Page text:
In time course studies such as study S1, it is natural to talk about how two genes Gk and G¡ are (dis)similar to one another with respect to their expression levels sampled in time. In the bioinformatics literature, a gene and its corresponding expression levels are often represented as a data point or a vector in k, where k is a positive integer (denoted by N). Each vector component or coordinate slot denotes the expression level of that gene under a different experimental condition with k conditions altogether. A measure of similarity or dissimilarity such as a metric is then defined on k which maps pairs of vectors, representing genes and their corresponding expression information, to real numbers. When the number of genes and the expression data set are very large, as in most micro array experiments, one often asks which genes or groups of genes behave similarly under these k different or replicate conditions. In an attempt to answer this question, one resorts to classification and clustering methods, and of particular importance prior to the analysis, one has to define what one means by the term similar. Similarity is characterized by the choice of a (dis)similarity measure, such as a metric.
As noted by Jain and Dubes , a cluster method takes as its input a finite data set of at least p (p > 2) elements together with a list of finitely many attributes of these data, or, alternatively, it may consist of a measure of similarity or dissimilarity between pairs of objects in . The output is an internal structure of , which is determined entirely by the input and not dependent on any external criterion. Following , even though there is no universal agreement in the field with regard to terminology, when the rules for determining the output are externally defined, the algorithm will be called a classification rather than a cluster method. For example, suppose that we have for our set X microarray data which are represented as points in 3 , i.e., equipped with the standard Euclidean distance, a metric. Then, a cluster method would ideally yield groups of genes which are physically close (in Euclidean distance) to each other, and hence behave similarly over three conditions, forming very tangible visual clusters when plotted. On the other hand, questions such as which genes appear in the first octant of 3 would fall under the classification category. The distinction between the terms clustering and classification is not purely of academic interest. Clustering algorithms generally have a higher order of complexity, and are therefore more computationally intensive, than classification methods. We begin the discussion of (dis)similarity measures with several formal and standard definitions. Let be any nonempty set.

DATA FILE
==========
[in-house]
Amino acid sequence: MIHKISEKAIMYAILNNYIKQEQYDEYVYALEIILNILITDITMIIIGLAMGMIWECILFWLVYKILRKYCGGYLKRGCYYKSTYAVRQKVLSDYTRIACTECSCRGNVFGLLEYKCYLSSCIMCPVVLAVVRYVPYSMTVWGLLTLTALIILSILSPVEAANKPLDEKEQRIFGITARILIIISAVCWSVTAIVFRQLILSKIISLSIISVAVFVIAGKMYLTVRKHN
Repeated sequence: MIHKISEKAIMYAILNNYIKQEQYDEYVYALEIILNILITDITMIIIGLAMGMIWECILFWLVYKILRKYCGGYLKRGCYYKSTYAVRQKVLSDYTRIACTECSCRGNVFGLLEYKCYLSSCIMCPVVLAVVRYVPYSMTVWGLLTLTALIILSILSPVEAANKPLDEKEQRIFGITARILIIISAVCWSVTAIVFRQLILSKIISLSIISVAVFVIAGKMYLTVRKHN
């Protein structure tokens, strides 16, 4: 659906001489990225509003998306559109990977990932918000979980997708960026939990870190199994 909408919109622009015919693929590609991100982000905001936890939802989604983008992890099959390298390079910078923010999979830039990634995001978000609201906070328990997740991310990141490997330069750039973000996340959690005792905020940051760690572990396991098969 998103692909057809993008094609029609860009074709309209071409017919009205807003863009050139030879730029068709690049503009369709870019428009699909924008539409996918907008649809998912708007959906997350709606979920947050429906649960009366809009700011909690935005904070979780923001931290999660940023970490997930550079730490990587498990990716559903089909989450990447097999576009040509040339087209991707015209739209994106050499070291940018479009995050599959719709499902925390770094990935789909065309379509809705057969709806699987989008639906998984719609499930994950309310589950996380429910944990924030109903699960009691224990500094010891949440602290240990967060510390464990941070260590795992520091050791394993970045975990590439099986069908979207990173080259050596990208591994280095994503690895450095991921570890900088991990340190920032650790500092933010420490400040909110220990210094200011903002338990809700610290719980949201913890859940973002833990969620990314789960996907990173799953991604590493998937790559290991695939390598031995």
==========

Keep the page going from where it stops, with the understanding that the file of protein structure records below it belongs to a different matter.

Definition 1 A function ?1K - ^ i®-6^ is a metric if for all
• M1. A(x, y) = 0 if and only if x = y (definite).
• M3. d(x, y) d A (x, z) + A (z, y), for all (triangle inequality).
Some examples of common metrics are:
• Let ^ = € M. The classical Euclidean distance, r p—*» | „ p > i for any
. When p = 2, we have the preceding Euclidean distance.
• Suppose that is the set of real-valued continuous functions on the closed real interval [0, 1]. Let f u € A', and A(f,g) = maxx p^p*) g(x). Exercise: Confirm this.
• The distance between two random variables X and Y , A(X, Y) = H(X, Y) - H(X; Y) where H(X, Y) is the joint entropy of X, Y , and H(X; Y) P H(X) - H(X| Y) is the mutual information between X and Y , a symmetrical function. An overview of entropy and information-theoretic concepts is presented in subsection 3.6.2. We refer the interested reader to Cover and Thomas , for a detailed review of information theory.
The reader should be warned that there is a widespread misuse of the terminology metric in the current bioinformatics literature to include functions such as the linear (Pearson's) correlation coefficient and mutual information. It is a simple exercise to show that these functions do not satisfy the axioms of a metric. Next we define a weaker class of functions than the metric, a dissimilarity coefficient.
Definition 2 A dissimilarity coefficient is any function which satisfies two axioms:
A dissimilarity coefficient d is definite if it satisfies a third condition:
Any metric is a definite dissimilarity coefficient, and note that 1 r, where r denotes the linear (Pearson's) correlation coefficient is a definite dissimilarity coefficient. Exercise: Confirm these.
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